Best foods for healthy teeth and gums

Updated: Nov 7



When it comes to eating healthily, we all know which foods benefit the different parts of our bodies, such as oily fish for our hearts, brightly coloured fruit and vegetables for our immune systems and protein for our bones and muscles.


But when thinking about the nutritional benefits of certain foods, it’s easy to overlook our teeth and gums. However, there are plenty of foods that contain tooth-friendly nutrients. And in conjunction with a good brushing and flossing routine, can help keep your teeth and gums in tiptop condition.


In this article, we’ll look at the best foods for strong teeth and gums. From cheese to tofu to sweet potatoes, including these foods in your diet could mean a healthier smile and fewer trips to the dentist.


Brightly coloured fruit and vegetables


They say an apple a day keeps the doctor away, but it could also help keep the dentist at bay too.

That’s because brightly coloured fruit and vegetables such as citrus fruits, peppers, kiwis, melon, broccoli and strawberries are rich in vitamin C. Our bodies use vitamin C to produce collagen,

which keeps the connective tissues in our gums healthy and strong. Various studies have linked low levels of vitamin C to an increased risk of periodontal disease.


Upping your intake of brightly coloured fruit and vegetables could protect against gingivitis and prevent the need for gum disease treatment further down the line.


Milk and yogurt


Dairy products are a great bet for strong teeth because they contain three powerhouse nutrients: calcium, phosphorus and casein.


Calcium helps maintains bone density in your jaw, which in turn supports the function and structure of your teeth. It also strengthens tooth enamel, protecting against erosion and decay.


Phosphorus helps the body absorb and use calcium, helping to strengthen bone and tooth enamel.


Finally, there’s casein. This protein not only reduces or prevents enamel erosion, but it’s also been shown to prevent staining of teeth, keeping your pearly whites looking exactly that.


Vegan or avoiding dairy? Look for fortified versions of your favourite milks and yogurts. For other great veggie sources of calcium, keep reading.


Cheese


Yes, it’s also a dairy product and packed with calcium (it’s one of the highest sources), phosphorus and casein. However, cheese comes with an additional benefit that sets it apart from milk and yogurt. A study found that consuming cheese increases the pH levels in the mouth, lowering the risk of tooth erosion and cavities.


Parmesan cheese comes out on top with the highest level of calcium, followed by paneer and edam. Softer cheeses tend to have lower amounts.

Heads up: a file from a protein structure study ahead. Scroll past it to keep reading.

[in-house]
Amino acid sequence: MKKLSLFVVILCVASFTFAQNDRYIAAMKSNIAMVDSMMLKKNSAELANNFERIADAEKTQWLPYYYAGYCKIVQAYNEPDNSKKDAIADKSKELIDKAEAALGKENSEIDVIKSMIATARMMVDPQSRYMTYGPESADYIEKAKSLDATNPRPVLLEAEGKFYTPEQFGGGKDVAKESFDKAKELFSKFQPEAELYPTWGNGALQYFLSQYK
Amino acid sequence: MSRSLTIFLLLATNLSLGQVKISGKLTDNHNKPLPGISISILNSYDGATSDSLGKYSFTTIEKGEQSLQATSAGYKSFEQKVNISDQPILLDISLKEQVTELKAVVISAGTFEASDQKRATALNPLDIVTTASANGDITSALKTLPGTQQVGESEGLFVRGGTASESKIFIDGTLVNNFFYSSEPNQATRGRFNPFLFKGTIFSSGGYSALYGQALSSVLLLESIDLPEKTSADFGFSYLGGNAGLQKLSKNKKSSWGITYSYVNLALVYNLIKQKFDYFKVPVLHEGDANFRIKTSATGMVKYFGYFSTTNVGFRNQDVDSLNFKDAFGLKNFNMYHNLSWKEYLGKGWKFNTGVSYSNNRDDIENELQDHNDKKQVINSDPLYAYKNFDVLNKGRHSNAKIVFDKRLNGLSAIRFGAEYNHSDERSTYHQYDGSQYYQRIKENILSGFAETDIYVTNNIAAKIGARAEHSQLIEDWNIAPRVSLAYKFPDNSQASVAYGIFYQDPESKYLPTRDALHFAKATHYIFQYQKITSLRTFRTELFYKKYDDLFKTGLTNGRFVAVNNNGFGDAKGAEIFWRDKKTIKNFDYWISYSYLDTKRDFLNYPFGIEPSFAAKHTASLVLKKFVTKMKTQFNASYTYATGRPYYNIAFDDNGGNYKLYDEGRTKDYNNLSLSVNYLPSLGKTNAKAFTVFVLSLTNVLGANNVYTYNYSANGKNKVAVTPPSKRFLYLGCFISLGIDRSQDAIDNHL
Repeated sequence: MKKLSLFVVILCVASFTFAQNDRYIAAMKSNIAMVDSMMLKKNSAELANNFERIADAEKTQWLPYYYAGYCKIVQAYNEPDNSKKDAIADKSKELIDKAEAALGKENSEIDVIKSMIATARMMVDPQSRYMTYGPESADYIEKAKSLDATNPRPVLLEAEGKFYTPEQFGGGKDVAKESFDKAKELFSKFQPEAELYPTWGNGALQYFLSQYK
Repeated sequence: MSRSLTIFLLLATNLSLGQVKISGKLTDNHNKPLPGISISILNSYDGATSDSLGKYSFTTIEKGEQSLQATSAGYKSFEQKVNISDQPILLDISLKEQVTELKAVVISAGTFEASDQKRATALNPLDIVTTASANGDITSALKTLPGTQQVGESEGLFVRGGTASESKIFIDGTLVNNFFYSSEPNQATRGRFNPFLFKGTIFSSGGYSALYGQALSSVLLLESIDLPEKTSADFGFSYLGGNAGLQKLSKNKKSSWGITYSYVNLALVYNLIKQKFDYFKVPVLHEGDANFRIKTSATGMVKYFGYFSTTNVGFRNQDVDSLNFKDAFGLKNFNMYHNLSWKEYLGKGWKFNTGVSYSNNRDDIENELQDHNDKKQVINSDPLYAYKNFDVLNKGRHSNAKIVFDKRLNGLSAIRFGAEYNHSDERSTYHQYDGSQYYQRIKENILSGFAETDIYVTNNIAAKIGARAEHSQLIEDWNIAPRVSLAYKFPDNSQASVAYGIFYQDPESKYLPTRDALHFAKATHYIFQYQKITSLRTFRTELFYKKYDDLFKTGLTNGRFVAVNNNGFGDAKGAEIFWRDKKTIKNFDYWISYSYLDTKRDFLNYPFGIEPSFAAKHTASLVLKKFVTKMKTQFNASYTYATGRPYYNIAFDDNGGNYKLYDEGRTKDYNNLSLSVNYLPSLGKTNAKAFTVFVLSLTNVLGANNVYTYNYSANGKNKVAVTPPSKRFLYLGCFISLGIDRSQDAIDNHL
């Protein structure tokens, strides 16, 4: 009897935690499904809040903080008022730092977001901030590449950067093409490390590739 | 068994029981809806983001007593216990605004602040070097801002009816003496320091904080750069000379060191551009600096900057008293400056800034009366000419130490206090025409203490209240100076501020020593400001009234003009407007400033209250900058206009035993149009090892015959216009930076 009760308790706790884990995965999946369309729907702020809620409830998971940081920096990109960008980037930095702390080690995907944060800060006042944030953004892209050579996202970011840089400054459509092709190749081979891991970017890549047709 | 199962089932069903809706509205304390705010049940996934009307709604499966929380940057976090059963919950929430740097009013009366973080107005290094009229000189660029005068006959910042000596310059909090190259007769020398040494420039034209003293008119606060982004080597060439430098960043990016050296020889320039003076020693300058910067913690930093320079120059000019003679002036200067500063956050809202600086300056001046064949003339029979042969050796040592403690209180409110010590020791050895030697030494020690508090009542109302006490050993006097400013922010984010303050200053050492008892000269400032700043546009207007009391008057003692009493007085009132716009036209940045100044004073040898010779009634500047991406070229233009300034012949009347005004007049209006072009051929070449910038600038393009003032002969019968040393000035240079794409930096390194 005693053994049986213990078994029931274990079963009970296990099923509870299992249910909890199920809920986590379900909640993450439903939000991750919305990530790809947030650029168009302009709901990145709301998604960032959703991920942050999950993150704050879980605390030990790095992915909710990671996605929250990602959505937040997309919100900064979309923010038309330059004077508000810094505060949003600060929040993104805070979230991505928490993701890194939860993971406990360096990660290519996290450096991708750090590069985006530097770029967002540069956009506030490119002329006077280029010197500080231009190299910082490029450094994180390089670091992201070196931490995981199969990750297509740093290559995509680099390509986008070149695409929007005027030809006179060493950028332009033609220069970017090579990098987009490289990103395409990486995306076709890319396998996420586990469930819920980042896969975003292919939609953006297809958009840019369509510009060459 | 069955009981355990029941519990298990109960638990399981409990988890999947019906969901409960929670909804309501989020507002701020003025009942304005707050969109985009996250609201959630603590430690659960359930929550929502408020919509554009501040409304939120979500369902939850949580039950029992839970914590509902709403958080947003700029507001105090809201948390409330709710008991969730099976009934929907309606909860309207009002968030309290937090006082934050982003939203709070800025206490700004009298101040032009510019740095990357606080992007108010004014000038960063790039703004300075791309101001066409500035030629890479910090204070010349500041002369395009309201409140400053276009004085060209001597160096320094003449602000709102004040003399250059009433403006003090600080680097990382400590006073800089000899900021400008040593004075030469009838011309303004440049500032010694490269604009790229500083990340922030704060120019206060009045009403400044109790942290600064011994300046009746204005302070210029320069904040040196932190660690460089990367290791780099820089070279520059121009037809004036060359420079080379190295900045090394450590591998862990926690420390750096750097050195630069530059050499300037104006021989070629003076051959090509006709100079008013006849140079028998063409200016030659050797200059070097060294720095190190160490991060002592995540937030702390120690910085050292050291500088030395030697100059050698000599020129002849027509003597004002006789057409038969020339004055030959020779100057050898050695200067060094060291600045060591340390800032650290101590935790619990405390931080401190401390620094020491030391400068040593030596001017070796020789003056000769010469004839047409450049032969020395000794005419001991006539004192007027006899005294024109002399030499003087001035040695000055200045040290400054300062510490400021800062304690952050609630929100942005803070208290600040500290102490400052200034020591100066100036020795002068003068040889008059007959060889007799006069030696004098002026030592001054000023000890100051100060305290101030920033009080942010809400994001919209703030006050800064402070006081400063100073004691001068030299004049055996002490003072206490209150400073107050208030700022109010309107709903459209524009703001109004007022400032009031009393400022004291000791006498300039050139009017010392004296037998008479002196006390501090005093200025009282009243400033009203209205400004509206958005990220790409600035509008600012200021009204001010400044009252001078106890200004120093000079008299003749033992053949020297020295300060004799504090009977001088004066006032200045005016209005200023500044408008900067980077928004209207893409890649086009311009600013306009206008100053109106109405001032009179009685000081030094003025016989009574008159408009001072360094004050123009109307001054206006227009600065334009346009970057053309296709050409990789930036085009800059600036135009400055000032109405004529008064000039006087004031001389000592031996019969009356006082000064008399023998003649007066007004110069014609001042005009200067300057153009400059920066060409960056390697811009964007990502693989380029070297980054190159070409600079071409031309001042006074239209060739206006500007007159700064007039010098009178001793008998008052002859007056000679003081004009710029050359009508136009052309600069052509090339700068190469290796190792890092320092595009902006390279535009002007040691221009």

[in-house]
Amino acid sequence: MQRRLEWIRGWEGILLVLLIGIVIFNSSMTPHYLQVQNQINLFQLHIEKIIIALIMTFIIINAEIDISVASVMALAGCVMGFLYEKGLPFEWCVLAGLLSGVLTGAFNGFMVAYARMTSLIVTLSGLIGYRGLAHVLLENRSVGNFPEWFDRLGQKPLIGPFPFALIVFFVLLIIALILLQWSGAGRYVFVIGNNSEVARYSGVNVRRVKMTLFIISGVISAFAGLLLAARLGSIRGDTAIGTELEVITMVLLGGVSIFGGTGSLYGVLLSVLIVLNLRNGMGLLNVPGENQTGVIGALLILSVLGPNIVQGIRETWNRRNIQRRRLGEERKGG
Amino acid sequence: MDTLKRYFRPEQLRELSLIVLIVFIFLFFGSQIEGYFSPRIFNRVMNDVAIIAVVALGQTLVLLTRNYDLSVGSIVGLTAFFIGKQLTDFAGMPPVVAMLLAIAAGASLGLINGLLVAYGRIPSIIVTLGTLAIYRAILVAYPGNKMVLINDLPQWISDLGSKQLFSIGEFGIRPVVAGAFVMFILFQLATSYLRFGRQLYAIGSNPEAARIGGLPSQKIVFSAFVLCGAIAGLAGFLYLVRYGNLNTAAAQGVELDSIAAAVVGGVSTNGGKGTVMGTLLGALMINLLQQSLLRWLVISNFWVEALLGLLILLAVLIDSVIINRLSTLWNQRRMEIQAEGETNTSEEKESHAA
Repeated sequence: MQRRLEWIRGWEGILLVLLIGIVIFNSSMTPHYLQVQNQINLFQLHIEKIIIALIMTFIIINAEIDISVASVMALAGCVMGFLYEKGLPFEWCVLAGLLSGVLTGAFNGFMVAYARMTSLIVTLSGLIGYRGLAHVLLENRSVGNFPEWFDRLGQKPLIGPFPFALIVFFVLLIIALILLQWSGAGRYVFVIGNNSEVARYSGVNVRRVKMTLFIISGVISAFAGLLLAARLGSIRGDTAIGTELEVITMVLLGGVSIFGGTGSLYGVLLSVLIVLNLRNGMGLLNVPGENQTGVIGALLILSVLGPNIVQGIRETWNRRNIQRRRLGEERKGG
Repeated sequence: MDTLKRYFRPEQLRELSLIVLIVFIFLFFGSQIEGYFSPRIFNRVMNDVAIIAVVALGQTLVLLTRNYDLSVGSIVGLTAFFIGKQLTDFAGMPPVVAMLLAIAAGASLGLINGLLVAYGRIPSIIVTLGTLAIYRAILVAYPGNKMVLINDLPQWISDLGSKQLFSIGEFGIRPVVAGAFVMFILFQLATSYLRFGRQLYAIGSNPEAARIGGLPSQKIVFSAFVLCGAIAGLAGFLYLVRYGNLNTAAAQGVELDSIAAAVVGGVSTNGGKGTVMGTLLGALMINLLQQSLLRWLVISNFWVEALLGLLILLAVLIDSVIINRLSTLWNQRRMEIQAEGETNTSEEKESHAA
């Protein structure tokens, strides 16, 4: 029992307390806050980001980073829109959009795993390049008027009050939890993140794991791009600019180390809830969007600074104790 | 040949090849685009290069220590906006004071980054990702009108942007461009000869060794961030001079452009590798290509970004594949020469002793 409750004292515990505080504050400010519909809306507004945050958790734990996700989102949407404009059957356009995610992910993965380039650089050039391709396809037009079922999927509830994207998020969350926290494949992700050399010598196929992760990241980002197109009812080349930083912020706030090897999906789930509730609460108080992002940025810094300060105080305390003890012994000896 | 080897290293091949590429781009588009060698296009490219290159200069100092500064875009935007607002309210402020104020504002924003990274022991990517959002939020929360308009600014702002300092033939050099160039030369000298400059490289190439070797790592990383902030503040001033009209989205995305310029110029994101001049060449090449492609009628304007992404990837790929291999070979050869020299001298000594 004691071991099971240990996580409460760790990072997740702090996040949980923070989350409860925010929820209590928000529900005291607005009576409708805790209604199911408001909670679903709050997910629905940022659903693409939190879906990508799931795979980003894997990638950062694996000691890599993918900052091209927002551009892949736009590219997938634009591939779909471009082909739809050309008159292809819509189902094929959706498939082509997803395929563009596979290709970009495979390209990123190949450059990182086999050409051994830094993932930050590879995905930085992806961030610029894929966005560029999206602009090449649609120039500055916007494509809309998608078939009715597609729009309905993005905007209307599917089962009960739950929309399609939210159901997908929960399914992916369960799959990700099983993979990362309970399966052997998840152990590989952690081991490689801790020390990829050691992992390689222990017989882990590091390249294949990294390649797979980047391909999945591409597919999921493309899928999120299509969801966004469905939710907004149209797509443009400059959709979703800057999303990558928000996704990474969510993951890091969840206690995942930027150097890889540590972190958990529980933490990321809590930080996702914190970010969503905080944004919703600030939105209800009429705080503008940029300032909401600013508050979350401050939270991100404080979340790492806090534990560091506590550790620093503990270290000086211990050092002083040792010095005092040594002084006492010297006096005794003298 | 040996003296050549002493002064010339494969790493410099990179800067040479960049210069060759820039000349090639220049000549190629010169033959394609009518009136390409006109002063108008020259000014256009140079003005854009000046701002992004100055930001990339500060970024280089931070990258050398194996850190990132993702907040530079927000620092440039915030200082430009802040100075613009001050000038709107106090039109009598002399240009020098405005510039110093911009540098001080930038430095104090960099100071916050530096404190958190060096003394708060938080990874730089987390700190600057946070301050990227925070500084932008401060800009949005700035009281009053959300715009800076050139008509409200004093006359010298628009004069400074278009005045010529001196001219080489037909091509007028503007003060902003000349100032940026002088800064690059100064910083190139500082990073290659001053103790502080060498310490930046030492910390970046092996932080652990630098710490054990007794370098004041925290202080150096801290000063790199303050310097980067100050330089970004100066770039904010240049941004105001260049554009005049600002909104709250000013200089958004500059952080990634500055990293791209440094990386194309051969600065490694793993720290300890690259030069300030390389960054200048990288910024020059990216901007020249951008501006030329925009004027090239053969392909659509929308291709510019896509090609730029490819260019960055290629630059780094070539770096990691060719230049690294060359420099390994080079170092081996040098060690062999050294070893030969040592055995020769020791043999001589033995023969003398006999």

Just remember that cheese is also high in saturated fat, salt and cholesterol, so make sure to keep your portions small – around 30g.


Nuts and seeds


Nuts are a good way to get an additional calcium hit, so stock up on them on your next trip to the supermarket. If you want to know why calcium is such an important nutrient for your dental health, then see the ‘milk and yogurt’ section.


Almonds top the charts with highest level of calcium (and phosphorus), followed by brazil and hazelnuts. Seeds too, are also good sources, with sesame, chia and flax seeds coming on top. Sprinkle a handful onto your breakfast in the morning, add them to curries or stir-fries or nibble on some almonds as a midday snack.


Tofu


A super-versatile and tasty food for meat-eaters, vegans and everyone in between, tofu is one of the most potent calcium sources. It also serves up a good source of phosphorus, which supports calcium’s role in keeping the jawbone and tooth enamel healthy.


Not a convert? Believe us, if you think you don’t like tofu, you just haven’t found the right recipe yet.


Green, leafy vegetables


Eat your greens. It’s an old saying, but green, leafy vegetables provide a plethora of tooth and gum-friendly nutrients including calcium and phosphorus.


The top performers are kale, spring greens, parsley and watercress. Chuck some chopped-up kale into a stir-fry or throw a handful of spinach into your next smoothie to get your fix. Do note however, spinach is also high in oxalates, which impair calcium absorption, making them not as powerful as spring greens.


Sweet potatoes


These delicious orange vegetables are a good source of beta-carotene. The body converts beta-carotene into Vitamin A, a powerful antioxidant that protects our mouths against infection.


How? A shortage of vitamin A can cause saliva glands to shrink, meaning you produce less. Saliva helps neutralise the acid in our mouths, protecting us from bacteria that causes gum and tooth infection.


Sweet potatoes taste great mashed, roasted or made into fries. For alternative vitamin A boosts, opt for carrots, green leafy vegetables, red peppers and mango.


Oily fish


Vitamin D deficiency has been linked to a wide range of oral health disorders such as dental cavities and gum disease. That’s because it works with calcium and phosphate to help regulate their amounts in the body. As such, it’s crucial for building and maintaining healthy bones.


Its other function is to boost the immune system, helping to repair damaged dentin and fight or prevent gingivitis.


We get the majority of our vitamin D from sunlight, but during the darker months, we need to up our intake through food. Oily fish such as salmon, mackerel and sardines are a great source of vitamin D, as are egg yolks and red meat.


If you’re veggie, you’ll need to take a supplement or look for fortified foods with added vitamin D.



If you’re looking for gum disease treatment in Leeds, Selby, Aberford or the surrounding areas, Dr Gahan is a registered periodontist with over 18 years of experiences. He works from Finkle Hill Dental Care in Sherburn in Elmet. Simply get in touch with the friendly team to arrange a consultation with him.


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